(from Carl Richards’ 5/14/2015 Behavior Gap newsletter – click here for the original post. Carl is a Certified Financial Planner, the creator of the New York Times’ Sketch Guy column and director of investor education at the BAM Alliance. His book, “The Behavior Gap,” was published last year. His sketches and more can be found here. Follow Carl on Twitter @behaviorgap)
Things happen. The car breaks down. The roof springs a leak. We can’t predict these one-time events. But we can predict that something will happen — eventually.
Our job is to plan for when eventually happens, and we can do so by setting aside a little money each month to help offset these one-time events. But I’ve started to notice a pattern with some people.
Supposed, one-time events aren’t really one-time events. Instead, we just call them one-time events to justify ignoring our budget.
For instance, we’ll celebrate Memorial Day in the United States two weeks from today. This three-day weekend marks the first, official holiday of summer, and the first big sale of the season. Retailers promise that “these deals won’t last for long.” As a result, people will tell themselves they can’t “afford” to miss this offer.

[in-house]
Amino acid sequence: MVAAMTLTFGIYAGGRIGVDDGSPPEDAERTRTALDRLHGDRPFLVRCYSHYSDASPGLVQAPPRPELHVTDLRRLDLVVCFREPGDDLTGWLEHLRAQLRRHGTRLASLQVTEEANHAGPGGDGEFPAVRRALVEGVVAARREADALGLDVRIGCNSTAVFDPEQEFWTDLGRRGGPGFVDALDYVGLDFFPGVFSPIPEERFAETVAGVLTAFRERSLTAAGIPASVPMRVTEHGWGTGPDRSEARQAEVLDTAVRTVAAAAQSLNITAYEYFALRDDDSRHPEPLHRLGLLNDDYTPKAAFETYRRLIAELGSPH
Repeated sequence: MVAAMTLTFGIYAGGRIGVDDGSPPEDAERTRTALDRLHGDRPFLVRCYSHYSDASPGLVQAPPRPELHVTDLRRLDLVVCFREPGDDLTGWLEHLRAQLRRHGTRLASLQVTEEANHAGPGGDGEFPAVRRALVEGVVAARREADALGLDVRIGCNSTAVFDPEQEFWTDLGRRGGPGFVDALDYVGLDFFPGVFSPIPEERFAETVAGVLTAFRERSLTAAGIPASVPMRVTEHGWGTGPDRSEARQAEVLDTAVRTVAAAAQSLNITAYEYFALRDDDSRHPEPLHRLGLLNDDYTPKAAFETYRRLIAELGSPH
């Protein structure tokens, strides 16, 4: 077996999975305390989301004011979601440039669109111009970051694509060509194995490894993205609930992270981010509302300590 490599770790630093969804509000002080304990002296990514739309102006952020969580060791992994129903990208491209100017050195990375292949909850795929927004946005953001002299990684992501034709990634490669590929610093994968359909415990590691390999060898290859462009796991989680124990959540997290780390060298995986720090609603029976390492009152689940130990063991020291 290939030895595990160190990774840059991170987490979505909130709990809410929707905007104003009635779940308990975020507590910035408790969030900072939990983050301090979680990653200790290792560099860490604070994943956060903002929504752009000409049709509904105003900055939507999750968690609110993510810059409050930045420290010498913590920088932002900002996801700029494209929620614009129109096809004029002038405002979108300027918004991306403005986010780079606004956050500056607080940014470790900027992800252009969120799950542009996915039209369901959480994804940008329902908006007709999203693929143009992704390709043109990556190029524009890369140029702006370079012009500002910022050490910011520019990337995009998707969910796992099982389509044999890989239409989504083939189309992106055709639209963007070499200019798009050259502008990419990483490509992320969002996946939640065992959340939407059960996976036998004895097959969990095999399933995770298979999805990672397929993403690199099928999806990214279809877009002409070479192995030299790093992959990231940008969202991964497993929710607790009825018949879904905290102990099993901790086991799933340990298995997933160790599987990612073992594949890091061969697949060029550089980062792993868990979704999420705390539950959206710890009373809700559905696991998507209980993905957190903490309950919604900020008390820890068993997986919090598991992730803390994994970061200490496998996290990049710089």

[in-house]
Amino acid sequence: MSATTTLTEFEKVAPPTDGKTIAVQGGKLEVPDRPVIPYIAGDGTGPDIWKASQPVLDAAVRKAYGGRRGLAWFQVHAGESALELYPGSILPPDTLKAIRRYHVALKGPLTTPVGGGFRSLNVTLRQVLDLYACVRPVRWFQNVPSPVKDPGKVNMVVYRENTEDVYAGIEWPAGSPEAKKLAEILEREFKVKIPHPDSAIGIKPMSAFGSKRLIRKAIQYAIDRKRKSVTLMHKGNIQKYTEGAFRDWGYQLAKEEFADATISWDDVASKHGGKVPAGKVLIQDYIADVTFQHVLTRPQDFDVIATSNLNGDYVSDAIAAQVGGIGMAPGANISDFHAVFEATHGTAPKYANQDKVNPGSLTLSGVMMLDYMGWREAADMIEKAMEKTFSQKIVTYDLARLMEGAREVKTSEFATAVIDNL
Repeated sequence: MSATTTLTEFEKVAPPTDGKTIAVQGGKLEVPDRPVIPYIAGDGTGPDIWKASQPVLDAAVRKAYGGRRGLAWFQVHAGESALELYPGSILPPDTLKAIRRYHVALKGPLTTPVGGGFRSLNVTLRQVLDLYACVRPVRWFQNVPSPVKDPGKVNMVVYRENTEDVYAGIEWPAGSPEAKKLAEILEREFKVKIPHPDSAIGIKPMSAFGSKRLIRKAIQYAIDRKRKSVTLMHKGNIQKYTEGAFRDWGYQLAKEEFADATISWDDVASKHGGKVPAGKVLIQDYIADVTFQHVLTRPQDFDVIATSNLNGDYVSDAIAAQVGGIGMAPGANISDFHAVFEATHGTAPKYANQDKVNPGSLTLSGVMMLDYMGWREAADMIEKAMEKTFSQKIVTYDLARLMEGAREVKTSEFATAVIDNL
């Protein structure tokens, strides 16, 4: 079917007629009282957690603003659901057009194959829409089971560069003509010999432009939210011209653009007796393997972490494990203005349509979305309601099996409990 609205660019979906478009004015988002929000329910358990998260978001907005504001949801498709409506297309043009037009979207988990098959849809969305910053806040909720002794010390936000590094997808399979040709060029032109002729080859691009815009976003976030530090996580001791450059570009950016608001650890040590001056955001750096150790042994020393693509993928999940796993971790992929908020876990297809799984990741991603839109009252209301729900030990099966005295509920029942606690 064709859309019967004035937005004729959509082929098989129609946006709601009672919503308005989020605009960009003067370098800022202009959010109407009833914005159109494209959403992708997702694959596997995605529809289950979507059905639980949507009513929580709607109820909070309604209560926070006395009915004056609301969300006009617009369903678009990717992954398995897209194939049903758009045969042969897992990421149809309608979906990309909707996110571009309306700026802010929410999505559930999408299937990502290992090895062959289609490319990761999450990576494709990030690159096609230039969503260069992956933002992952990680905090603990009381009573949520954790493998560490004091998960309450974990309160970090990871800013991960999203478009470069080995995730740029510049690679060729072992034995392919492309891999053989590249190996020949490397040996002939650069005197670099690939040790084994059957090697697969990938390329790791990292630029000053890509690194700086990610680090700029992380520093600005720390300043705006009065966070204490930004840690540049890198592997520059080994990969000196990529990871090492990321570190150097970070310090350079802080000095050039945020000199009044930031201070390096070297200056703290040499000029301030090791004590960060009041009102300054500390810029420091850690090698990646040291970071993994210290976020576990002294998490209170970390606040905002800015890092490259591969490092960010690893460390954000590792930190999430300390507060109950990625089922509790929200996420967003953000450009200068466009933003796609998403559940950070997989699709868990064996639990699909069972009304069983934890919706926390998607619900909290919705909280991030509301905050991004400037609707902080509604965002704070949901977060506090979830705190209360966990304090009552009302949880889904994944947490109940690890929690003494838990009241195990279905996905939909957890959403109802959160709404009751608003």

In theory, we could plan in advance and save the money to buy a new barbecue or deck furniture that weekend. But for a good chunk of people, they wander into the store, telling themselves they aren’t really there to buy anything. They just want to look around. They manage to stick with this goal … until they see something they want.
Then, they say to themselves, “Just this once…,” only this time probably isn’t the first time. It also won’t be the last time they buy something based on an excuse.
Look, we know all the sales tricks (e.g., buy now, pay later), but we’re bad at remembering these tricks work on us, too. Of course, there may be some great deals. But we need to be honest and ask ourselves if it’s the best deal or if we’re using it as an excuse to ignore our budget. We can’t keep counting great deals as one-time events if they keep happening.
Any time a buying decision becomes a regular thing, we need to account for it in our plans and budgets. Otherwise, we run the risk of failing to meet our goals because supposed, one-time events keep happening.